Many natives fled the Bini Kingdom unable to abide by these rules to join previous groups that had already migrated out of the kingdom years before (notably, the groups that had earlier formed Irrua, Uromi, and Ekpoma). Soon after, the Oba summoned a meeting of his subjects from various quarters and to his amazement, noticed that they had greatly diminished in numbers. When the Oba asked where his subjects had went to, he was told, "Ele san-fia" ("They have fled"). This later turned into E-san-fia and then Esan. When Oba Ewuare saw that his kingdom was quickly becoming depopulated, he revoked his laws but the migrations continued. Oba Ewuare tried to wage war against the migrants but this failed.
According to Jacob Egharevba, author of A Short History of Benin, the Oba conquered 201 towns and villages but he had to use diplomacy for many of the other scattered towns and villages in the forest in order to bring them under Benin rule. Thus, Oba Ewuare invited Esan leaders or their representatives to Benin for a truce. He enticed them with the idea of having an attachment to Benin City and of their having the honour of being called "Onojie", which means king. The future of Esan rested on the Esan who went to Benin and took the title of Onojie. It was not an easy decision for the Esan leaders to decide whether or not to go. Many feared Oba Ewuare but also did not want more military attacks against them. To reduce their fears, Benin promised military support for the Onojie to enforce authority over insubordinate subjects (Eweka, 1992: pp. 83-84). Only three leaders actually went to Benin in person.
All three were apparently men who had nothing to fear from the Oba due to various reasons. The first was Ekpereijie, the son of Oba Ohen's daughter and a sister to Oba Ewuare. The sister had been given to the leader of Irrua. Ekperejie came without fear because relations must have been cordial between Irrua and Benin.
The second was Alan of Ewohimi, the son of Ikimi who had left Benin prior to the reign of Oba Ewuare and as such was not considered as one of those who fled the city by the Oba. The third was Ijiebomen who left Benin for Ekpoma after the Oba had granted him leave (Eweka, 1992: p.169, 174). In contrast to those mentioned above, chief Okhirare of Ohordua, , had especially offended the Oba and would not risk his neck, so he sent his heir Odua to Benin (Eweka, 1992: p. 272).
His brother and leader of Emu also sent his son rather than risk his life. Three other Esan leaders dispatched brothers as their representatives to the meeting in Benin. Ede felt he was only less than the Oba by degrees and as such refused to honor the call. He then sent his junior brother to listen to what the Oba had to say. The leader of Ubgoha also asked his junior brother to go on his behalf. The leader of Uromi sent his junior brother to find out what the Oba had to say. Ewuare concealed his anger at the impertinent leaders in Esan since he was a skilled diplomat.
During the meeting, he told the visitors how they had migrated from Benin. He enthroned the Benin court traditions in Esan. The Oba bestowed the title of Onojie on those that were present at the meeting. This historic moment happened in 1463. Instantly, the Oba made them rulers of their communities and subservient only to the Oba. Above all, this noble title was not transferable to father, brother, or master, and once an Onojie, always an Onojie until death (Okojie, 1960: p.37).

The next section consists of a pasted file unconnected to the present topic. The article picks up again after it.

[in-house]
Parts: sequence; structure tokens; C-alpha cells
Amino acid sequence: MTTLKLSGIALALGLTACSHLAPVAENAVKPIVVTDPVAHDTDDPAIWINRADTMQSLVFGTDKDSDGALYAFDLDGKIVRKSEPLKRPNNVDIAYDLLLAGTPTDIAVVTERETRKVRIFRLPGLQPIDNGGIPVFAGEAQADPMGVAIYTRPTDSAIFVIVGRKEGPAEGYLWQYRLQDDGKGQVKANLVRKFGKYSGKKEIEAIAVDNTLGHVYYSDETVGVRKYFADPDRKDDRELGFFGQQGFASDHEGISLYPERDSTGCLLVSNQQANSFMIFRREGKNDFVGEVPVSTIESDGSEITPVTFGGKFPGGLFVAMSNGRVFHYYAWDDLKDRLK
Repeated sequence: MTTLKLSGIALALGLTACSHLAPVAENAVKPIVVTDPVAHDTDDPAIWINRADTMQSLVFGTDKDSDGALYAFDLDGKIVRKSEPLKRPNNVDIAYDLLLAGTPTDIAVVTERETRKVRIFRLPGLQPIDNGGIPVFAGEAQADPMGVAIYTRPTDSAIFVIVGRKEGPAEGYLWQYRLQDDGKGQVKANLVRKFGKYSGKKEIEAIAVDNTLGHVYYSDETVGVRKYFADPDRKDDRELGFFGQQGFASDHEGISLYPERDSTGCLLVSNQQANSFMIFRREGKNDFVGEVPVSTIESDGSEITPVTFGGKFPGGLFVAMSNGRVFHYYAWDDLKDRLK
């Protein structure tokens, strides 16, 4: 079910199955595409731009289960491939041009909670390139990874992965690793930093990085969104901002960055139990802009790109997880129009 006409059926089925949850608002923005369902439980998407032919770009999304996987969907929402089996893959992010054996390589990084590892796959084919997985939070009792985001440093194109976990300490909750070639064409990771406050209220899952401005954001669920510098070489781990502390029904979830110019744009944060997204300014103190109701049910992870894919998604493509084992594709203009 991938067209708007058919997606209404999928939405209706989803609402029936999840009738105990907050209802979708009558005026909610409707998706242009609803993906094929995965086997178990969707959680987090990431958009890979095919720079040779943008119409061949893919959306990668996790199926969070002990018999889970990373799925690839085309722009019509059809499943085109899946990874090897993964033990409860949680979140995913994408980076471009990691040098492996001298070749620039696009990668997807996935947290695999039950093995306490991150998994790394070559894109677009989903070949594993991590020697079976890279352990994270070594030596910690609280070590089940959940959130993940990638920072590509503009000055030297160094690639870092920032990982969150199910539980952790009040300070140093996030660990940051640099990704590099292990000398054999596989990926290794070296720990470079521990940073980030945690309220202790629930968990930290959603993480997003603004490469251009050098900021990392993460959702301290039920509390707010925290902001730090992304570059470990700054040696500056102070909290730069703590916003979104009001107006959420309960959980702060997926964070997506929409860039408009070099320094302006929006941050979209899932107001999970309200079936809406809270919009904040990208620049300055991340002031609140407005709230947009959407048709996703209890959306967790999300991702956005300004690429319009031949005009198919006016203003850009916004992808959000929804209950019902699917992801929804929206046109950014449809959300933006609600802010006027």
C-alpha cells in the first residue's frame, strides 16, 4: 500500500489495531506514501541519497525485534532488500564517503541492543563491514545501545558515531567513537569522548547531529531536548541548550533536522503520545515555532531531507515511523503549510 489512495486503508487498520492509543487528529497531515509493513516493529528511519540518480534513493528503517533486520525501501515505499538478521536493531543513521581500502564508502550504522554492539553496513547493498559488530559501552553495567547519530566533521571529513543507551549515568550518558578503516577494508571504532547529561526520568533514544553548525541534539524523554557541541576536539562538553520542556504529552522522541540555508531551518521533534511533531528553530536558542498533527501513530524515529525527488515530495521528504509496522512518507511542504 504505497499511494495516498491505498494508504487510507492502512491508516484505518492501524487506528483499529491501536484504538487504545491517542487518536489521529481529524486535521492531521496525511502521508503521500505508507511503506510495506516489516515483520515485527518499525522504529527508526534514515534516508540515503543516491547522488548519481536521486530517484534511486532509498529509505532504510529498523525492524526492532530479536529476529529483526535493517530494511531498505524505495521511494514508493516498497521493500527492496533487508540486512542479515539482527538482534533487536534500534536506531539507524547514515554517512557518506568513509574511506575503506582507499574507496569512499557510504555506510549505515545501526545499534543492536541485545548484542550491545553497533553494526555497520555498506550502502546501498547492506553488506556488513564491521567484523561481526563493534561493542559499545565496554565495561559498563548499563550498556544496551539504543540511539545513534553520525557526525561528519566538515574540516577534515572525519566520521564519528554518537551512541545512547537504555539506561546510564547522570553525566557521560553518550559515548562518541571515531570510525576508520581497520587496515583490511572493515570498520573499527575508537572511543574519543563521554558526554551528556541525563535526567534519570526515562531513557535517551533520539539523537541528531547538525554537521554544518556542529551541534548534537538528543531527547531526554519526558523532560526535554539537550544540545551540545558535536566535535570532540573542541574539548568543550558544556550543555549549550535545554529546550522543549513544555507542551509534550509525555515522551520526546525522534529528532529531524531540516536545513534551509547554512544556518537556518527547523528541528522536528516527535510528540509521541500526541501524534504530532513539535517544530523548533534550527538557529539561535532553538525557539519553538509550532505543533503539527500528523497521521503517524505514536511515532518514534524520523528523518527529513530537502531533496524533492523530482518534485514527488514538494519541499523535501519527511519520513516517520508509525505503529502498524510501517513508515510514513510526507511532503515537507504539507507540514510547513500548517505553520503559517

Where Oba Ewuare had enthroned a proxy as Onojie except in Ewohimi, Irrua and Ekpoma, strife and hatred followed as the new leaders began to assert authority and control over the elders. Thus, the Oba wielded the numerous villages into large political entities that hitherto became known as chiefdoms, loosely knitted villages, ruled by the Enijie.
Esanland is on a plateau, surrounded by slopes down to the lower Niger river, the valley and wetland towards Etsako, the Kukuruku Hills and the plain around Benin city the state capital. The tableland though reddish-brown in colour, is a fertile land for farming, which is the main occupation of the Esan people. There is a dense thick forest, nutritionally rich in economic crops and herbal plants. However, it is suffering from bush burning, and wood felling for timber and as a major source of fuel (which is in high demand) for the increasing population of the Esan people.
By 1460, a viable agricultural economy was in existence in Esan with the development of indigenous crops native to the savannah – forest belt. The cultivation of the indigenous yam and the utilization of the oil palm trees were complemented by the production of other crops including cotton, beans, pepper, melons and fluted pumpkin. The rearing of domestic animals was also practiced. These activities led to the expansion of communities in the area. An early agricultural development was crucial for the Esan people especially as it formed the basis for the future introduction of some American and Asian crops that diversified the agriculture of the people. Apart from providing food for the people, agriculture was an economic sector, which created gainful employment for all members of the society. Although in its foundation, agriculture was inward looking pre-occupied with the need to provide food for the people, for a long time families or individuals were able to produce more than was needed for home consumption and for manufacturing items of immediate utility. Being an agricultural area men, women, and children all members of the society were engaged in agricultural production. Enough food was produced to feed the population. Surplus production was traded away. Population grew. Turnover grew. Potentials increased. It was in this setting that cotton assumed the status of a significant crop in pre-colonial Esan.